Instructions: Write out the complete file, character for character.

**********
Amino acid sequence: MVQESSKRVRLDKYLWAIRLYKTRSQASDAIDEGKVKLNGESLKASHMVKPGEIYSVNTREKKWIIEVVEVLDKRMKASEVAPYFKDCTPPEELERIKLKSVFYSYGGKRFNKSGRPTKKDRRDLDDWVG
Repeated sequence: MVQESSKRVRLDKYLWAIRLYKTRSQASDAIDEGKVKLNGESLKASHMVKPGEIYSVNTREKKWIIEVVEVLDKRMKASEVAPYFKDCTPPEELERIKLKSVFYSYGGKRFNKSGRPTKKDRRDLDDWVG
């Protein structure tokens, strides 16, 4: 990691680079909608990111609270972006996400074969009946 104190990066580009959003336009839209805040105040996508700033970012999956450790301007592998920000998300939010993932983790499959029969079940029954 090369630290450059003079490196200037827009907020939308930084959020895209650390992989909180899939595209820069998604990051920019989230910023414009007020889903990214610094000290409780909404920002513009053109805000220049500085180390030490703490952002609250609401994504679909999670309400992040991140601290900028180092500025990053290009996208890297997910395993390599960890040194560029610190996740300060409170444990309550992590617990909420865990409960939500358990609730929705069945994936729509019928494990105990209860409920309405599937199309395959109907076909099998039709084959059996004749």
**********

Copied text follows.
Amino acid sequence: MVQESSKRVRLDKYLWAIRLYKTRSQASDAIDEGKVKLNGESLKASHMVKPGEIYSVNTREKKWIIEVVEVLDKRMKASEVAPYFKDCTPPEELERIKLKSVFYSYGGKRFNKSGRPTKKDRRDLDDWVG
Repeated sequence: MVQESSKRVRLDKYLWAIRLYKTRSQASDAIDEGKVKLNGESLKASHMVKPGEIYSVNTREKKWIIEVVEVLDKRMKASEVAPYFKDCTPPEELERIKLKSVFYSYGGKRFNKSGRPTKKDRRDLDDWVG
């Protein structure tokens, strides 16, 4: 990691680079909608990111609270972006996400074969009946 104190990066580009959003336009839209805040105040996508700033970012999956450790301007592998920000998300939010993932983790499959029969079940029954 090369630290450059003079490196200037827009907020939308930084959020895209650390992989909180899939595209820069998604990051920019989230910023414009007020889903990214610094000290409780909404920002513009053109805000220049500085180390030490703490952002609250609401994504679909999670309400992040991140601290900028180092500025990053290009996208890297997910395993390599960890040194560029610190996740300060409170444990309550992590617990909420865990409960939500358990609730929705069945994936729509019928494990105990209860409920309405599937199309395959109907076909099998039709084959059996004749």